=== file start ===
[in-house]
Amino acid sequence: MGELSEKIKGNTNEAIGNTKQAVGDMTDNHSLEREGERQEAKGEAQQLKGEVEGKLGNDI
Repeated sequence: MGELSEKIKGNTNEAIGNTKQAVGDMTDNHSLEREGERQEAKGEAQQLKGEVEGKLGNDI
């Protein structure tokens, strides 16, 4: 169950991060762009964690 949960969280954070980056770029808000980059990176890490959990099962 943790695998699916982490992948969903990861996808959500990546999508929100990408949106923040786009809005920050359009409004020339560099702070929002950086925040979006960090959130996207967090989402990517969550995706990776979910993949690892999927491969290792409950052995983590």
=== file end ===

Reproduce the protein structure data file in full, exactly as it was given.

[in-house]
Amino acid sequence: MGELSEKIKGNTNEAIGNTKQAVGDMTDNHSLEREGERQEAKGEAQQLKGEVEGKLGNDI
Repeated sequence: MGELSEKIKGNTNEAIGNTKQAVGDMTDNHSLEREGERQEAKGEAQQLKGEVEGKLGNDI
């Protein structure tokens, strides 16, 4: 169950991060762009964690 949960969280954070980056770029808000980059990176890490959990099962 943790695998699916982490992948969903990861996808959500990546999508929100990408949106923040786009809005920050359009409004020339560099702070929002950086925040979006960090959130996207967090989402990517969550995706990776979910993949690892999927491969290792409950052995983590």